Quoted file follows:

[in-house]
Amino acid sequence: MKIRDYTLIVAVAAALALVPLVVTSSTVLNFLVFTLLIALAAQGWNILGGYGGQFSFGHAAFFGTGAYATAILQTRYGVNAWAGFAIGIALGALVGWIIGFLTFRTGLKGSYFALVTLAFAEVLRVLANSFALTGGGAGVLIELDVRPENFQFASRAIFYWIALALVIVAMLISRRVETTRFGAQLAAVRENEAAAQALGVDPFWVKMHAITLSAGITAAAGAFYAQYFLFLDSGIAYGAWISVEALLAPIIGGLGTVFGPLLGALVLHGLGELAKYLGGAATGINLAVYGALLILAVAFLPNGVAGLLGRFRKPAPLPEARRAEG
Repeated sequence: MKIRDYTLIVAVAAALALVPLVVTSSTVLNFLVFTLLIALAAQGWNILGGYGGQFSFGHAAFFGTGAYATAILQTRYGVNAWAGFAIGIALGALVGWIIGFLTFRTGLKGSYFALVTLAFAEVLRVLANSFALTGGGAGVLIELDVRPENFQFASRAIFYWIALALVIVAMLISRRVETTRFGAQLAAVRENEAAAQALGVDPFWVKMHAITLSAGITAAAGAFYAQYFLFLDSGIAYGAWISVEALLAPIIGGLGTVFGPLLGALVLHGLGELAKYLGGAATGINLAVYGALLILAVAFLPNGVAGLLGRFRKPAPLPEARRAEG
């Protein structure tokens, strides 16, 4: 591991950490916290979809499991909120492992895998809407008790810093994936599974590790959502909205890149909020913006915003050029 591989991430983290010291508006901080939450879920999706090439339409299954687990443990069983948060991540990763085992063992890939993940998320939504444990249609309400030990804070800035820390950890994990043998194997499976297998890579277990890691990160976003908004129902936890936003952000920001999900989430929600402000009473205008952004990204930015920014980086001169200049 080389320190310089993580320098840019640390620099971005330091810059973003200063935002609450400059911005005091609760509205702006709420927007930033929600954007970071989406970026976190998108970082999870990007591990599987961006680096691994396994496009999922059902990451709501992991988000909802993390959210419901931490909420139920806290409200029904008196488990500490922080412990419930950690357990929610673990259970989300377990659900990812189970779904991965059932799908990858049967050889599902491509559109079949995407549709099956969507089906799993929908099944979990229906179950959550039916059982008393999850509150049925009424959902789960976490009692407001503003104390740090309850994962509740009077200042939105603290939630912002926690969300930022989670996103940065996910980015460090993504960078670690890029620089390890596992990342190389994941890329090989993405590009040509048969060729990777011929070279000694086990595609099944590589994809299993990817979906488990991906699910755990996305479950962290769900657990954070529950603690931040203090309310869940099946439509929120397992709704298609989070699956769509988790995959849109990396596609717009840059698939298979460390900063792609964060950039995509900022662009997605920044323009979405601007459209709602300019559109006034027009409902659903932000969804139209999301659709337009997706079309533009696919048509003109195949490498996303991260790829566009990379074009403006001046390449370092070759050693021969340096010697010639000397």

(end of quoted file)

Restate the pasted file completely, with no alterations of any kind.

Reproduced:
[in-house]
Amino acid sequence: MKIRDYTLIVAVAAALALVPLVVTSSTVLNFLVFTLLIALAAQGWNILGGYGGQFSFGHAAFFGTGAYATAILQTRYGVNAWAGFAIGIALGALVGWIIGFLTFRTGLKGSYFALVTLAFAEVLRVLANSFALTGGGAGVLIELDVRPENFQFASRAIFYWIALALVIVAMLISRRVETTRFGAQLAAVRENEAAAQALGVDPFWVKMHAITLSAGITAAAGAFYAQYFLFLDSGIAYGAWISVEALLAPIIGGLGTVFGPLLGALVLHGLGELAKYLGGAATGINLAVYGALLILAVAFLPNGVAGLLGRFRKPAPLPEARRAEG
Repeated sequence: MKIRDYTLIVAVAAALALVPLVVTSSTVLNFLVFTLLIALAAQGWNILGGYGGQFSFGHAAFFGTGAYATAILQTRYGVNAWAGFAIGIALGALVGWIIGFLTFRTGLKGSYFALVTLAFAEVLRVLANSFALTGGGAGVLIELDVRPENFQFASRAIFYWIALALVIVAMLISRRVETTRFGAQLAAVRENEAAAQALGVDPFWVKMHAITLSAGITAAAGAFYAQYFLFLDSGIAYGAWISVEALLAPIIGGLGTVFGPLLGALVLHGLGELAKYLGGAATGINLAVYGALLILAVAFLPNGVAGLLGRFRKPAPLPEARRAEG
């Protein structure tokens, strides 16, 4: 591991950490916290979809499991909120492992895998809407008790810093994936599974590790959502909205890149909020913006915003050029 591989991430983290010291508006901080939450879920999706090439339409299954687990443990069983948060991540990763085992063992890939993940998320939504444990249609309400030990804070800035820390950890994990043998194997499976297998890579277990890691990160976003908004129902936890936003952000920001999900989430929600402000009473205008952004990204930015920014980086001169200049 080389320190310089993580320098840019640390620099971005330091810059973003200063935002609450400059911005005091609760509205702006709420927007930033929600954007970071989406970026976190998108970082999870990007591990599987961006680096691994396994496009999922059902990451709501992991988000909802993390959210419901931490909420139920806290409200029904008196488990500490922080412990419930950690357990929610673990259970989300377990659900990812189970779904991965059932799908990858049967050889599902491509559109079949995407549709099956969507089906799993929908099944979990229906179950959550039916059982008393999850509150049925009424959902789960976490009692407001503003104390740090309850994962509740009077200042939105603290939630912002926690969300930022989670996103940065996910980015460090993504960078670690890029620089390890596992990342190389994941890329090989993405590009040509048969060729990777011929070279000694086990595609099944590589994809299993990817979906488990991906699910755990996305479950962290769900657990954070529950603690931040203090309310869940099946439509929120397992709704298609989070699956769509988790995959849109990396596609717009840059698939298979460390900063792609964060950039995509900022662009997605920044323009979405601007459209709602300019559109006034027009409902659903932000969804139209999301659709337009997706079309533009696919048509003109195949490498996303991260790829566009990379074009403006001046390449370092070759050693021969340096010697010639000397």